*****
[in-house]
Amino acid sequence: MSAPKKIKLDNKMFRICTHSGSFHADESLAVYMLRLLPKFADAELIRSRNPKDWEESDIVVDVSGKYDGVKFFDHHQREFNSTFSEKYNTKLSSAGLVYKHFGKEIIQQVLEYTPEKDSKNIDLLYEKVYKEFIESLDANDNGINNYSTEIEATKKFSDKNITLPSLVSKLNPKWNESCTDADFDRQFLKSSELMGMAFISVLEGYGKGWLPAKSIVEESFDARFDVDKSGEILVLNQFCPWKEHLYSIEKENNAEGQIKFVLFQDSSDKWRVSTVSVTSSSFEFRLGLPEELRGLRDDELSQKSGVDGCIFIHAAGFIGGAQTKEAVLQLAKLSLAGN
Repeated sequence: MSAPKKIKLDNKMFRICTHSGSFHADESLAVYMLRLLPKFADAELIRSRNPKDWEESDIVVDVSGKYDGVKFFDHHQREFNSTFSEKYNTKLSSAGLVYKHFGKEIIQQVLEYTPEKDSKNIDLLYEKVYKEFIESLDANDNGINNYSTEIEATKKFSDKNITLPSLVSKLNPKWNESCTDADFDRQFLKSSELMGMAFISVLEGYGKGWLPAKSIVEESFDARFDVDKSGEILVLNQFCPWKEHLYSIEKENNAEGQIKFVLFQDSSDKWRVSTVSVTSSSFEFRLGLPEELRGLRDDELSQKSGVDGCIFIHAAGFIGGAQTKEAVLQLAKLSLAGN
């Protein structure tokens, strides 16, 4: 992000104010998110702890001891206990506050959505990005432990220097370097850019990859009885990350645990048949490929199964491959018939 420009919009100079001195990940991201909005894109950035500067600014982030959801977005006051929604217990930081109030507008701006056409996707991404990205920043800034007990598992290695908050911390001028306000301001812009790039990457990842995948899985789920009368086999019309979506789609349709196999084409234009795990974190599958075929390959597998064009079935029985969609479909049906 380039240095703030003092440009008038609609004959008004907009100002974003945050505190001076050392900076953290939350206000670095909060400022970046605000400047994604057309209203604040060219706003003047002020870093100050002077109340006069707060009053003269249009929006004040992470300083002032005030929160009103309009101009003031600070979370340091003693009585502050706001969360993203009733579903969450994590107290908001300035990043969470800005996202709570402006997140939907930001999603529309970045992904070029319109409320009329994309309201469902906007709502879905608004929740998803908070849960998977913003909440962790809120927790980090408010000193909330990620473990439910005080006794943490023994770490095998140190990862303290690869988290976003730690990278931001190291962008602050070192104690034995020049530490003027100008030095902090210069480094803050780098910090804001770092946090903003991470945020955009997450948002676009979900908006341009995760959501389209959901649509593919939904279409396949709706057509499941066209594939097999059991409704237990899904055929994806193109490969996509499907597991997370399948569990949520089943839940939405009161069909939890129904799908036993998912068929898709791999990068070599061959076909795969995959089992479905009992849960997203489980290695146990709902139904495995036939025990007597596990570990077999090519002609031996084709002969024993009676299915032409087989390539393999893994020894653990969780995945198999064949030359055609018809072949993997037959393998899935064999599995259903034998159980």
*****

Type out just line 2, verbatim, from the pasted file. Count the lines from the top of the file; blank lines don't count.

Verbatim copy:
Amino acid sequence: MSAPKKIKLDNKMFRICTHSGSFHADESLAVYMLRLLPKFADAELIRSRNPKDWEESDIVVDVSGKYDGVKFFDHHQREFNSTFSEKYNTKLSSAGLVYKHFGKEIIQQVLEYTPEKDSKNIDLLYEKVYKEFIESLDANDNGINNYSTEIEATKKFSDKNITLPSLVSKLNPKWNESCTDADFDRQFLKSSELMGMAFISVLEGYGKGWLPAKSIVEESFDARFDVDKSGEILVLNQFCPWKEHLYSIEKENNAEGQIKFVLFQDSSDKWRVSTVSVTSSSFEFRLGLPEELRGLRDDELSQKSGVDGCIFIHAAGFIGGAQTKEAVLQLAKLSLAGN